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Chapter 9: Gases and Vapors

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Which of the following statements regarding the physical properties of nitrous oxide is FALSE?

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(A) Nitrous oxide is colorless.

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(B) Nitrous oxide is odorless.

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(C) Nitrous oxide cannot support combustion.

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(D) Nitrous oxide has a boiling point below room temperature.

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(E) Nitrous oxide is nonflammable.

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The answer is C. Nitrous oxide is a colorless and odorless gas. While it is nonflammable, it is an oxidizing agent and does support combustion. For this reason, its concentration should be kept to a minimum in cases where the risk of surgical or airway fire are elevated. Its boiling point is well below room temperature (-88°C), meaning that at standard temperature and pressure, nitrous oxide exists in a gaseous form, in contrast to the potent volatile anesthetic agents. However, because its critical temperature is above room temperature (36°C), nitrous oxide can be liquified when sufficient pressure exists inside a cylinder.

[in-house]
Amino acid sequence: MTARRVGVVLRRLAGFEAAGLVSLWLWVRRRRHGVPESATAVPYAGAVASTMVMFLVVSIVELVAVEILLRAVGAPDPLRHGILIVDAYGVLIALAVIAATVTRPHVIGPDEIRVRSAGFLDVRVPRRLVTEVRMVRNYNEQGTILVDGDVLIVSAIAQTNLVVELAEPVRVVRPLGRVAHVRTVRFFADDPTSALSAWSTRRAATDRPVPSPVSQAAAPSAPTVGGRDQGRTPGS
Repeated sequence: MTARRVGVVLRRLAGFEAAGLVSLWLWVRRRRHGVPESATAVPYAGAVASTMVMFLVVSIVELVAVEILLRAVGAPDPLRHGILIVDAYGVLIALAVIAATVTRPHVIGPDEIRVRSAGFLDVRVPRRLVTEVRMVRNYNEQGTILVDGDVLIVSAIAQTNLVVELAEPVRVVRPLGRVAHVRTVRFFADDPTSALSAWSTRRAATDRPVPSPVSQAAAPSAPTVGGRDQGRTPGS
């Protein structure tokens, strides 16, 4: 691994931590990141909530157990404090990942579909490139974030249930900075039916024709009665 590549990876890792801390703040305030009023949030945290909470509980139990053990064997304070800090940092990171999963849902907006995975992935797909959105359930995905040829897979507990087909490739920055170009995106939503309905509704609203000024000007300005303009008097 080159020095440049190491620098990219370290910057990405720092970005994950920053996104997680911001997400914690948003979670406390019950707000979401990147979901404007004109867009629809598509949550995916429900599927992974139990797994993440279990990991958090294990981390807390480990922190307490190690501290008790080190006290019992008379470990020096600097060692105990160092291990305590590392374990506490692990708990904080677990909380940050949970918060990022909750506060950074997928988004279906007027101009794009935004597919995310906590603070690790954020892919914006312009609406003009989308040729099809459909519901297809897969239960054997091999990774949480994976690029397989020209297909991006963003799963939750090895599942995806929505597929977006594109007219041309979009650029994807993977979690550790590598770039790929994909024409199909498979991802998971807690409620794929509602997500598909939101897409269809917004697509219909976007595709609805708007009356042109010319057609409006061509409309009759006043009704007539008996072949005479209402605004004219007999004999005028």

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Ref: Butterworth JF IV, Mackey DC, Wasnick JD. Morgan and Mikhail's Clinical Anesthesiology. 5th ed. New York, NY: McGraw Hill; 2013.

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Which of the following potent volatile agents is most likely to evaporate when left in an open container in the operating room?

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(A) desflurane

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(B) enflurane

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(C) halothane

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(D) isoflurane

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(E) sevoflurane

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The answer is A. The degree to which a liquid will evaporate depends on the vapor pressure, or the pressure exerted by a vapor when it is in equilibrium with the liquid phase. The boiling point of a liquid is the temperature at which vapor pressure equals atmospheric pressure. A high vapor pressure and/or a low boiling point will favor evaporation of the liquid phase into a vapor phase. As can be seen from Table 9-1, desflurane has the highest vapor pressure and lowest boiling point. In fact, at high altitudes, where boiling points are not as high, desflurane may boil at normal room temperature of 20°C.

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Table 9-1. Vapor pressures and boiling points for the potent volatile anesthetic agents.

Volatile agent

Vapor pressure at 20°C (mm Hg)

Boiling point (°C)

Desflurane

669

22.8

Enflurane

172

56.5

Halothane

243

50.2

Isoflurane

238

48.5

Sevoflurane

157

58.5

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Ref: Butterworth JF IV, Mackey DC, Wasnick JD. Morgan and Mikhail's Clinical Anesthesiology. 5th ed. New York, NY: McGraw Hill; 2013.

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